Last week, Judge Ungaro of the Southern District of Florida granted in part and denied in part a motion to dismiss in Burrows v. Purchasing Power, LLC. The court found that the plaintiff had asserted a plausible claim under the Florida Deceptive and Unfair Trade Practices Act (FDUTPA), granted the plaintiff leave to amend his claims for negligence and common-law invasion of privacy, and dismissed without leave to amend his claims under the Stored Communications Act (SCA) and Florida Constitution.
According to the Amended Complaint, defendant Winn-Dixie Stores, Inc. transferred employees’ personally identifiable information (PII) to a third-party service provider named Purchasing Power, which allows employees to purchase goods via automatic payroll deductions. The Amended Complaint alleges that a Purchasing Power employee inappropriately accessed the Winn-Dixie employees’ PII, and that Winn-Dixie learned about the data breach in October 2011 but failed to notify employees until January 2012. Plaintiff Patrick Burrows, who was a Winn-Dixie employee, claimed that an unknown person used his compromised PII to file a false tax return under his name, leaving him unable to collect his tax refund.
As we’ve noted here and here, privacy and data security claims brought under other states’ mini-FTC Acts often have been dismissed for lack of cognizable injury; in addition, a federal court in Arizona is currently considering whether the “unfairness” provision of the federal FTC Act extends to data security. Nonetheless, the Burrows court found that the defendants had engaged in two separate unfair practices that violated the FDUTPA, Florida’s mini-FTC Act: (1) transferring employee PII to Purchasing Power regardless of whether the employees were participating in the Purchasing Power program, and (2) failing to immediately notify employees about the breach, which prevented employees from taking appropriate remedial measures. Looking to the standard for unfairness under 15 U.S.C. § 45(n), the court held that the defendants’ practices were unfair because Winn-Dixie transferred PII even for employees who were not participating in the Purchasing Power program—meaning that the injury was not reasonably avoidable by the employees and was not outweighed by any countervailing benefits.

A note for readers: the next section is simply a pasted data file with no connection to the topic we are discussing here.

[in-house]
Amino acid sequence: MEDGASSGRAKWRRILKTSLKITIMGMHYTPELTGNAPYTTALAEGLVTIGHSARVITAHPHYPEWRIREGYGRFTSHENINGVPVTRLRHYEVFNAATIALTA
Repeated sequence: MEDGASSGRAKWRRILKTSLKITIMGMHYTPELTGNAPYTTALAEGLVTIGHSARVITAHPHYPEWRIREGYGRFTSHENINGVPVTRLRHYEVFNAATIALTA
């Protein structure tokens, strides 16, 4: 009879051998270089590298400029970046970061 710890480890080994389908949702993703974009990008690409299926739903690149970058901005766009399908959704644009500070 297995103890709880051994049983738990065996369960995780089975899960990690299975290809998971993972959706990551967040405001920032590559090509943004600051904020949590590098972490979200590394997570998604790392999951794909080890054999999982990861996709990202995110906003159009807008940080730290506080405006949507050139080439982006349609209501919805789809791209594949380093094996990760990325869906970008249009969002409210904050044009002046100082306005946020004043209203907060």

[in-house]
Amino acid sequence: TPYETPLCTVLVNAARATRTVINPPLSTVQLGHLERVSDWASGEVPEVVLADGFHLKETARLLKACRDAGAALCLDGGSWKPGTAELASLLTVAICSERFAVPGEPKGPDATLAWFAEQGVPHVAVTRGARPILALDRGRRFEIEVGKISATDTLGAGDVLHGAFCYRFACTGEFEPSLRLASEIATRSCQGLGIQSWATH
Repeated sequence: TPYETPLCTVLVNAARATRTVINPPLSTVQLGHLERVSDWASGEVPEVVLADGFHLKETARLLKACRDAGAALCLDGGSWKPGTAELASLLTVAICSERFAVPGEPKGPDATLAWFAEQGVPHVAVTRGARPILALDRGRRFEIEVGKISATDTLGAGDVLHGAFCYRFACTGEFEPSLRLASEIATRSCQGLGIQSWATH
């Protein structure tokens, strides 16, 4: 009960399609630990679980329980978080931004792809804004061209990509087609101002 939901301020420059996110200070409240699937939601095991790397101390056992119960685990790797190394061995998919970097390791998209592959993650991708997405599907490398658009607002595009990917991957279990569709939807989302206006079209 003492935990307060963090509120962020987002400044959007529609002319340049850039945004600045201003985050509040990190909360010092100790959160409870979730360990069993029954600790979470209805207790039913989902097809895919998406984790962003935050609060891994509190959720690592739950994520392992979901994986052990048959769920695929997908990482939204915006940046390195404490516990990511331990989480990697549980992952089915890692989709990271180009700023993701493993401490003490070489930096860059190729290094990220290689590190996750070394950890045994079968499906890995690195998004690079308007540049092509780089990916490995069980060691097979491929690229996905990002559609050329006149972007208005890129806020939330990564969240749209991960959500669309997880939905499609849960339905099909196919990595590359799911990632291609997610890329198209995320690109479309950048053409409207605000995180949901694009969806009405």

The court found insufficient factual allegations to support Burrows’s other claims. The court directed Burrows to replead his negligence claim to clarify his claim for damages: although his allegations based on the false tax return filed in his name were sufficient to support his claim, his other allegations about the lost “monetary value” of his PII and “other economic damages” were too vague. The court dismissed his common-law invasion of privacy claim for failure to allege intentional tortious conduct. His SCA claim failed because the defendants do not provide an “electronic communications service” or a “remote computing service” as defined under the SCA. Finally, the court dismissed his state constitutional claim, because the right to privacy under the Florida Constitution applies only to government action.
The Burrows case is a useful reminder that, although the data breaches that make headlines typically involve consumer or patient data, employers also have sensitive information about their employees—and need to ensure that they and their service providers safeguard the information appropriately.